You know the story that Albion will endure as long as there are are Ravens in the Tower of London? (A story that my Ravens nod quite approvingly of as they believe all Ravens are always at the centre of the multiverse.) we have a similar story on the sprawling estate that will go on so long as the Neverending Session keeps playing as they apparently have for more centuries than most mortals are comfortable thinking about.
Which came first, the Pub here or the musicians who inhabit it pretty much at all hours unless they’re playing elsewhere on the estate? What I can say is that the combination of drink and music means that this space where I am watching everything attracts all sorts.
I remember a fellow dressed all in green and calling himself Myrddin who dropped by the Pub a few weeks ago was no exception. After shaking a few still green oak leaves off his duster, he sat down at the bar and said not a word until after he’d had a few pints of Cwrw Tudno, a Welsh ale we keep on tap. And then he began to tell tales of Welsh poets he had known down the centuries. Though some had been dead longer than the British Empire existed, he remembered them as if he had conversed with them just yesterday. And perhaps he had.
The musicians that form the core of the Neverending Session are Jack on fiddle, Zina on Irish pipes, Reynard on concertina, Bjorn, our Brewmaster, on Säckpipa (Swedish bagpipes), and a lassie by the name of Jackie on flute. (She says she’s a Kinrowan and she may well be.) Our librarian, Iain, plays fiddle as well so he often sits in as well. You’ll see anywhere fom a few to a dozen more players show up depending on the weather, the ale on tap, and how much planning the core group did on doing someting special such as playing in the Courtyard to welcome in the Summer Solstice.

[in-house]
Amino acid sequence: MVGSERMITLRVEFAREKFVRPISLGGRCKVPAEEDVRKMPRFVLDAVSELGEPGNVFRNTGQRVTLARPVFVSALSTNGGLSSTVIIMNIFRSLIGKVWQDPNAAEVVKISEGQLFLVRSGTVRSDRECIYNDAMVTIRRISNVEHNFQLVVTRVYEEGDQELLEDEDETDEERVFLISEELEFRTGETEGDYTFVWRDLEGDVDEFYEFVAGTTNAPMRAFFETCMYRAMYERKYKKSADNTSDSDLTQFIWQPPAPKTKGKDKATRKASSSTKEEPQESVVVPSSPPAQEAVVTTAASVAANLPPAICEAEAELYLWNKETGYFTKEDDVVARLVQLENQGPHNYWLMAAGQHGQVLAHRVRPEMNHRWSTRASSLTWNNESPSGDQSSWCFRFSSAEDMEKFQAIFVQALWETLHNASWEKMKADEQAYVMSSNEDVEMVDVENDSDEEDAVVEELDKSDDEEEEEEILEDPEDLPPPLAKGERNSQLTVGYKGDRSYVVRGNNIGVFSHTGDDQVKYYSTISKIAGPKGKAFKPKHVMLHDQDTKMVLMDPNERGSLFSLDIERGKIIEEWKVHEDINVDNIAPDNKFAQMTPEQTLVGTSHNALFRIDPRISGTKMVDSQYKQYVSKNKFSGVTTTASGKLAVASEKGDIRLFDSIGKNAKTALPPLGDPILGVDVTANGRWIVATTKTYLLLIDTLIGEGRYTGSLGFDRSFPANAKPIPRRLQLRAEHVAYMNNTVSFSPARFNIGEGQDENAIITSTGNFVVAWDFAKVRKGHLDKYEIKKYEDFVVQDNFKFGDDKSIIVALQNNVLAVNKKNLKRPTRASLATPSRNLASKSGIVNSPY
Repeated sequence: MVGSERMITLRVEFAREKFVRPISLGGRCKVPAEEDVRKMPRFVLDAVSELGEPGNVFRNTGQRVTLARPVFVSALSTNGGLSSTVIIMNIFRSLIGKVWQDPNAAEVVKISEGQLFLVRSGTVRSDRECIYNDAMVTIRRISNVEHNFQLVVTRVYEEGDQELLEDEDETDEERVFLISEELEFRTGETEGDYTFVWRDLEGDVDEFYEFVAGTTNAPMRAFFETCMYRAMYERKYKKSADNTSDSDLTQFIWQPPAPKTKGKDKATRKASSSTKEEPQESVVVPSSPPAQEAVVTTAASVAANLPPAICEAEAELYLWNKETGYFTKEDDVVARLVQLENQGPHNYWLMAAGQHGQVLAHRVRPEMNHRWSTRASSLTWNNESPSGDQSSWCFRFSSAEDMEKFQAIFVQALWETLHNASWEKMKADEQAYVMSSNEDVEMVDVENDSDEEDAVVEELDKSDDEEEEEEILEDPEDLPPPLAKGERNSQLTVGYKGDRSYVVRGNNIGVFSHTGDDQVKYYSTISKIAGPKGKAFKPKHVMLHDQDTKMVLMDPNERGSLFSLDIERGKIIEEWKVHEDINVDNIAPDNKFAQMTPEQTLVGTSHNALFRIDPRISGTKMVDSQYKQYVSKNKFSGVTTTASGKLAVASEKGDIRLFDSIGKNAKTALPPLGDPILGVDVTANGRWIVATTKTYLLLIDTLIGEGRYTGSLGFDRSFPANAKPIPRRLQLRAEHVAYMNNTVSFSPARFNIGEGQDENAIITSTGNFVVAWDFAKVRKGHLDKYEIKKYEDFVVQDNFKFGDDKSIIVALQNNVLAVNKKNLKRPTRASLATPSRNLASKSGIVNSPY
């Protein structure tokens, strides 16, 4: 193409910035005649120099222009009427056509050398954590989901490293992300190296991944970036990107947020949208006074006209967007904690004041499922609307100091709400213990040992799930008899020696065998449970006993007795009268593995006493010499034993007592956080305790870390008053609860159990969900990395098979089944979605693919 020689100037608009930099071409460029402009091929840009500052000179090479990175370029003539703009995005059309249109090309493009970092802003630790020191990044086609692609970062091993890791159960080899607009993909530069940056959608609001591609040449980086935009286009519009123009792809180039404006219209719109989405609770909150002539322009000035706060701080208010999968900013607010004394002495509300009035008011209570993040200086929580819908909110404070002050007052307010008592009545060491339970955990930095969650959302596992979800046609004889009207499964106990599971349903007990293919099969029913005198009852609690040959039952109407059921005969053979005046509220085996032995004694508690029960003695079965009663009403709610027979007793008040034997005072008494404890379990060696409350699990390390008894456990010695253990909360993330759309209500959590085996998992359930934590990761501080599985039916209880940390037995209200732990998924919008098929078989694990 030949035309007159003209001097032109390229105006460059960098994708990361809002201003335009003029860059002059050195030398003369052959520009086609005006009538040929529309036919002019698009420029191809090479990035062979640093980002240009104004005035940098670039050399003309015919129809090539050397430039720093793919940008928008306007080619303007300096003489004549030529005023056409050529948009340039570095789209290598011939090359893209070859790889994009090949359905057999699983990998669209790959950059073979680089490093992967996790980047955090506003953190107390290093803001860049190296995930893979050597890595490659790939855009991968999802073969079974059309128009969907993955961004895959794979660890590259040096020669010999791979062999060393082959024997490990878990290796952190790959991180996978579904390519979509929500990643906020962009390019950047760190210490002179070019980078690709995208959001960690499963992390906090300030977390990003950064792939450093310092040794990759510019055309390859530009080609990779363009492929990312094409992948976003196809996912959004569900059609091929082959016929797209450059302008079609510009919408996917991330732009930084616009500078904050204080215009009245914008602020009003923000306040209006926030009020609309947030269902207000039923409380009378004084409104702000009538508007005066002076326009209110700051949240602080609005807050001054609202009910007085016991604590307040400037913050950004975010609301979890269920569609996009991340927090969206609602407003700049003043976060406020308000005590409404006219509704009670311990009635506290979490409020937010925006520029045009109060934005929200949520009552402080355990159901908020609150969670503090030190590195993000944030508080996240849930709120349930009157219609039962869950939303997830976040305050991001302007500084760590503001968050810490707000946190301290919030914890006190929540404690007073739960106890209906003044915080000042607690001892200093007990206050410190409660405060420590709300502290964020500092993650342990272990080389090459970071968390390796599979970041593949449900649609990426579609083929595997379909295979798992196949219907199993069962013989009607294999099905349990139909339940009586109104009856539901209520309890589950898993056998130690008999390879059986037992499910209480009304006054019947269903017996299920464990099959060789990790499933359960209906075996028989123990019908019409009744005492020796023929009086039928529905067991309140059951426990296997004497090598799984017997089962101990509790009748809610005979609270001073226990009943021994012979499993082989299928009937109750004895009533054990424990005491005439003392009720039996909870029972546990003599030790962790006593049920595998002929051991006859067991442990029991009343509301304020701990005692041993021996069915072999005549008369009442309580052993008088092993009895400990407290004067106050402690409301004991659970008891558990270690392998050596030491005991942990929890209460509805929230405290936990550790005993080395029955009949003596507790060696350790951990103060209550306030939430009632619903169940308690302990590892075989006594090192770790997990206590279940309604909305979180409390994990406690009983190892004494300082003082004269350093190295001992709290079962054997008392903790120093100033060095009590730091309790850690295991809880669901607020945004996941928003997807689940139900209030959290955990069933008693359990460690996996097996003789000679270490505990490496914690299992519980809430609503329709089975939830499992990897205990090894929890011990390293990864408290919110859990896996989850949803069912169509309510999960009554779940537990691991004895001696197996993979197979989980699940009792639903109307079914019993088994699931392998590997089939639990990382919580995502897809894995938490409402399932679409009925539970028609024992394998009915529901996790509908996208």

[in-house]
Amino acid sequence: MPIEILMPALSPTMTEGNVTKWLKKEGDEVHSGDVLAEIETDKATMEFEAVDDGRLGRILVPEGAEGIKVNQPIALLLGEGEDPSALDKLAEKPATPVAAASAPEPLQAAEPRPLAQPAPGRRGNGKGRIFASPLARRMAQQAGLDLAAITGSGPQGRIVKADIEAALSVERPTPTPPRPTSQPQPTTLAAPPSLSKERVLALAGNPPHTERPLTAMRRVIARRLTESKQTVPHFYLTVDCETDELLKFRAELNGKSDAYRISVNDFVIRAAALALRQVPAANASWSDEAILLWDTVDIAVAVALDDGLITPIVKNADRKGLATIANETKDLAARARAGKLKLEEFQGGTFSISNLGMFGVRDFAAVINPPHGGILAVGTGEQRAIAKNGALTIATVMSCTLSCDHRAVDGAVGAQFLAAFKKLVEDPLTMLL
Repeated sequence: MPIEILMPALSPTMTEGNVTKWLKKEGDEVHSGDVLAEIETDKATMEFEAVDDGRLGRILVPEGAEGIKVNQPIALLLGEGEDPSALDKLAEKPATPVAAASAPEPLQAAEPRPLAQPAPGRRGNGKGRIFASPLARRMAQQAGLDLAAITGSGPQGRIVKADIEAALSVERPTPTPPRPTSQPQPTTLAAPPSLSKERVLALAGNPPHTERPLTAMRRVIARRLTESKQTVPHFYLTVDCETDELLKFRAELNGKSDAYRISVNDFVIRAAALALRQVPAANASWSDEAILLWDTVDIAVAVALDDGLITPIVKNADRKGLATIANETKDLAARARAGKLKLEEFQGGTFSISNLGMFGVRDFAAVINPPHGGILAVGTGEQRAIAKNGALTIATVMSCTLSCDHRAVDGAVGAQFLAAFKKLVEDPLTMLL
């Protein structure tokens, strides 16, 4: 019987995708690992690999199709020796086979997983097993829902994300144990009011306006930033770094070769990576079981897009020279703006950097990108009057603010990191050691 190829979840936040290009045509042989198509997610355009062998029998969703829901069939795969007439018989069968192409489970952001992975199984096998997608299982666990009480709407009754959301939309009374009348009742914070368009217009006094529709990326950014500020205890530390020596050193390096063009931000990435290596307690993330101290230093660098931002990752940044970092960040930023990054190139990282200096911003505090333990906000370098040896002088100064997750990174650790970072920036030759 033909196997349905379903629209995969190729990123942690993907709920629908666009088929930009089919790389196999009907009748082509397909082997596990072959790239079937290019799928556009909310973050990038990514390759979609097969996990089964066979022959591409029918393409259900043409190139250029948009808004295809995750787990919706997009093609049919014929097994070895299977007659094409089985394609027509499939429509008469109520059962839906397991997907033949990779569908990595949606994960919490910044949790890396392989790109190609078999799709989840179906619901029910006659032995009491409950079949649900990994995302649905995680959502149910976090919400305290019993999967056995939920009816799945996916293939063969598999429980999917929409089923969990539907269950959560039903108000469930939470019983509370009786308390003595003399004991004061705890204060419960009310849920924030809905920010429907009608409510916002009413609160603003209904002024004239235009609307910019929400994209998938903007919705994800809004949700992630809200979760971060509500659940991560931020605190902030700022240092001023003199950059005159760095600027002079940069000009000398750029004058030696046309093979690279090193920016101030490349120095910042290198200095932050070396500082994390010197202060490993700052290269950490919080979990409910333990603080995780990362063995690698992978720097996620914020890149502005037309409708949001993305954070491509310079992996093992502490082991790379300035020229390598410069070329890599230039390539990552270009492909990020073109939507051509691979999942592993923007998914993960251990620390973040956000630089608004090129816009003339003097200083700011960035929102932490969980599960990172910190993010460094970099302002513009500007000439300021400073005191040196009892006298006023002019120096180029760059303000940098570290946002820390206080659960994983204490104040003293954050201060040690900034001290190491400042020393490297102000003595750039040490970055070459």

Now keep in mind that they don’t actually call themselves the Neverending Session as that’s just the name one of The Gentry stuck them with a few centuries back. They say they’re just a session, no more, no less. And they never actually will claim they’ve played non-stop for centuries but I know they have.
I should note that we’ve had a blind Irish harpist ( and he was I must say bloody good) and more recently, Charles de Lint and MaryAnn Harris, have dropped in from time to time to add their considerable musical talents when they are not working on the forthcoming debut CD!
It’s getting rather late, so let’s repair to the kitchen for some mulled cider and perhaps a slab of freshly baked bread with spuced apple butter. Have you ever heard the tale of how the session once played through every tune in John Playford’s Tunebook during a particularly bitter winter storm when no one could enter or leave this building? I thought not. This is how it happened…